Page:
Tuesday, August 05, 2008

The Big and Small Pictures

Liz Gunnison at Portfolio dusts off a "what's the Kindle good for?" piece that, except for the figures on Kindle sales so far (240,000 sold, about $100 million in revenue), could have been written when it launched. But it still seems to make several glaring mistakes when looking at the fundamentals.

For example:

The game in question is reading, after all—not exactly a growth industry, as Simon & Schuster and Random House will tell you....

It's not difficult to imagine that, thanks to its aggressive Kindle marketing push (such as prime advertising space in the middle of Amazon's homepage), those 240,000 units represent a good portion of the total market for the device out there...

Then there's the question of financial means. Only the top 18 percent of households make $100,000 or more, which seems like a reasonable cutoff for figuring out who would spend $359 (down from $399) during a recession on a highly discretionary device, even given a love for reading...

Count out the technophobes and Luddites, a demographic for which e-readers like the Kindle tragically self-select. The 2007 A.P.-Ipsos survey showed that the heaviest readers are female and over 50, while conversely, tech users skew young and male...

To top it off, one can imagine a single device (and Amazon account) being used by an entire household. And we're talking only about those that choose a Kindle, of course, rather than a competing device such as Sony's portable reader...

So, all things considered, how many Kindles does that work out to? Two million? One million? Five hundred thousand?
1) The market for reading is not now nor has it ever been identical to the market for trade book publishing. A device whose primary purpose is reading and viewing documents of many different kinds has a very broad content field to work with, as Gunnison well knows. She's about to talk about newspapers and magazines in a second, and textbooks later on. The fact that the Kindle already allows you to read text and PDF documents of many different kinds, play music, etc., shows you that the "e-book reader" to come will do more than display books on its screen.

2) Certainly, 240,000 represents a "good portion" (half?) of the total market for the device out there -- in its current configuration and at this price point. Not everyone is an early adopter. How many people bought VCRs or DVD players in the first eight months they were out? Also, wait until 1) back to school and 2) Christmas.

3) Dude, $100,000/more is the cutoff? Have you seen who buys an iPhone? Are you forgetting about those college students with discretionary income that you mention in about a minute?

4) If you're a total technophobe -- say, if you're John McCain -- you're not an Amazon customer anyways. You buy used and new paperbacks from your favorite store that you've been going to for years. An electronic bookseller is most likely never going to reach you.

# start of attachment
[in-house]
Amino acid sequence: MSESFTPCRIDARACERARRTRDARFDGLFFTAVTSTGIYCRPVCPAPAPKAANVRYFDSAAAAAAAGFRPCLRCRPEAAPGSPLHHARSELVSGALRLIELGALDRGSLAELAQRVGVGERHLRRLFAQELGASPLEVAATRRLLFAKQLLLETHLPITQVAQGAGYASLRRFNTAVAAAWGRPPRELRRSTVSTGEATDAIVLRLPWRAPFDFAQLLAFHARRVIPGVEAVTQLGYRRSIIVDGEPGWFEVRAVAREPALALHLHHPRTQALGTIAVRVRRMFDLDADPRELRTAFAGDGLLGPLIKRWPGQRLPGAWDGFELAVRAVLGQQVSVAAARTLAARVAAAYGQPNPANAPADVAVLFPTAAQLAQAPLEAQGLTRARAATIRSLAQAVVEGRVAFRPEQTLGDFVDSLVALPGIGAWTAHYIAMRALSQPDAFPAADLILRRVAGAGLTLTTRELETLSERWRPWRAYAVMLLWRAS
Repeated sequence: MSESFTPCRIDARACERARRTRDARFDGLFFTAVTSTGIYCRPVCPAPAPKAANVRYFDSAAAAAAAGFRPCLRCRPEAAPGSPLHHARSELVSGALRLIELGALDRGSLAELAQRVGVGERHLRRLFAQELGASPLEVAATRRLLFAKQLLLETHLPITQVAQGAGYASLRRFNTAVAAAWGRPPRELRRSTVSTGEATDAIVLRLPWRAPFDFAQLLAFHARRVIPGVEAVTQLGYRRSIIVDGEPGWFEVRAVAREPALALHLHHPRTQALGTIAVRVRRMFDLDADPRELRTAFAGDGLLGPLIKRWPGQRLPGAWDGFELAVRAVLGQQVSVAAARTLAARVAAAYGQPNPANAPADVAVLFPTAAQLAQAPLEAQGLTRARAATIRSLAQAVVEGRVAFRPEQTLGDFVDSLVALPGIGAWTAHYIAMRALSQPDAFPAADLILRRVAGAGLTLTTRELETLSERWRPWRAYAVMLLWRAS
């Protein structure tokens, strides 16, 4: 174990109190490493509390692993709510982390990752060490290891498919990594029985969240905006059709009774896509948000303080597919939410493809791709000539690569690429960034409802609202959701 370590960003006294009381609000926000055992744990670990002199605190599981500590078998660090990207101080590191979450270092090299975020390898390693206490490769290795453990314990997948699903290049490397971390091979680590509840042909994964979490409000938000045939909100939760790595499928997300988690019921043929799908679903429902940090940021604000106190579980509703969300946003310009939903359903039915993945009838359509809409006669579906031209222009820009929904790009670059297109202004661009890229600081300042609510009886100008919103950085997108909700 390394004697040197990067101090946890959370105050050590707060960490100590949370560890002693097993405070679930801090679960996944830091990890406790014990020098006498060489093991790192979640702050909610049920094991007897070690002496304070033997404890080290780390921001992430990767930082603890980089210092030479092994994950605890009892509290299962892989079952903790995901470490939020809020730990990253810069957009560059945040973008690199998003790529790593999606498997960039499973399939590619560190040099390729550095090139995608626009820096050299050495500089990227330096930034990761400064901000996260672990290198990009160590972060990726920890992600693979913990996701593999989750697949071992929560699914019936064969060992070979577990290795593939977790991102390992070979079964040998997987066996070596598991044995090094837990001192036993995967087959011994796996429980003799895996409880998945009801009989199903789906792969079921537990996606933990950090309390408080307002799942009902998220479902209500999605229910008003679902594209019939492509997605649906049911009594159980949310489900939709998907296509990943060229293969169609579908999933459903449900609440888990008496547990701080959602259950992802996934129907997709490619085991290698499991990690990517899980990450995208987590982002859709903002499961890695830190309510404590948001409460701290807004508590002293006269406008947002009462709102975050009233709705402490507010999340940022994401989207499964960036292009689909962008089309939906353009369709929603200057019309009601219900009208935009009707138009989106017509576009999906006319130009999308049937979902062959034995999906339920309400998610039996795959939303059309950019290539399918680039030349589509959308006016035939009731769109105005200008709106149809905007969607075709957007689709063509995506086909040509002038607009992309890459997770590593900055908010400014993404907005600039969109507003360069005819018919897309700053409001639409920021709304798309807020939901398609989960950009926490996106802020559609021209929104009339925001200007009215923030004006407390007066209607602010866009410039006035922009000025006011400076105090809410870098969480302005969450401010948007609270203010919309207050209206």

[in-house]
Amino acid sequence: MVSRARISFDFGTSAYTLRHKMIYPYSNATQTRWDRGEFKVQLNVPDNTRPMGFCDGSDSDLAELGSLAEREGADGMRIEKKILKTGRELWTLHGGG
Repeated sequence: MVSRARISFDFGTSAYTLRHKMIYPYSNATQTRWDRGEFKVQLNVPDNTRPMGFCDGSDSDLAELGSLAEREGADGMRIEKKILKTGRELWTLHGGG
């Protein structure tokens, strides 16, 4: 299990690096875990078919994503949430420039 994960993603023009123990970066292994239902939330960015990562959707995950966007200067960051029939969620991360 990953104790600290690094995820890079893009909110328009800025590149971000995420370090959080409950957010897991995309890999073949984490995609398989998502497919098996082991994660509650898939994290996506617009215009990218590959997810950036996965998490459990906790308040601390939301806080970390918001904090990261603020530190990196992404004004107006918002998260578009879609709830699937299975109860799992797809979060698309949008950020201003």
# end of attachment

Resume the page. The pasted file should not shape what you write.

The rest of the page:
5) Throughout the essay, Gunnison "forgets" that Amazon isn't only making money off of sales from the Kindle; it's making a big chunk from the content for the Kindle. So it doesn't matter whether one person in the family buys a device if everyone in the family is buying books. Most families only buy one refrigerator, one microwave, one toaster, but they buy food to go in them for everyone.

You sell the razor, and then you sell the blades. When push comes to shove, nobody else was blazing a path out there with e-book readers that Amazon could then get in on. It had to get out in that market in a big way in order to create an ecosystem where it could sell that content at all. And just like Apple was able to create a strongest MP3 player because it wasn't an electronics company but made great software, Amazon was able to make the strongest e-book reader because it wasn't an electronics company but knew how to sell books.

I say "forgets" because with all of this stuff, Gunnison "remembers" that the fundamentals for the Kindle actually look much better, because Amazon makes a ton of money from selling books, and college kids read a lot and buy gadgets. She then gets to sound like a genius for saying "one way Amazon could make it better is..."

The thing is, there's a germ of a decent argument there. If you're going to expand the market for reading, you have to think about reading itself in an expanded field. If you're going to change the way that people buy, read, and store media, you have to make that more attractive for the early adopters/cool hunters who start generational trends. It means that you need a full-throttled document viewer, something small and portable and versatile, capable of displaying most of the kinds of electronic content we can now view on a computer screen, and possibly driving whatever will come next.

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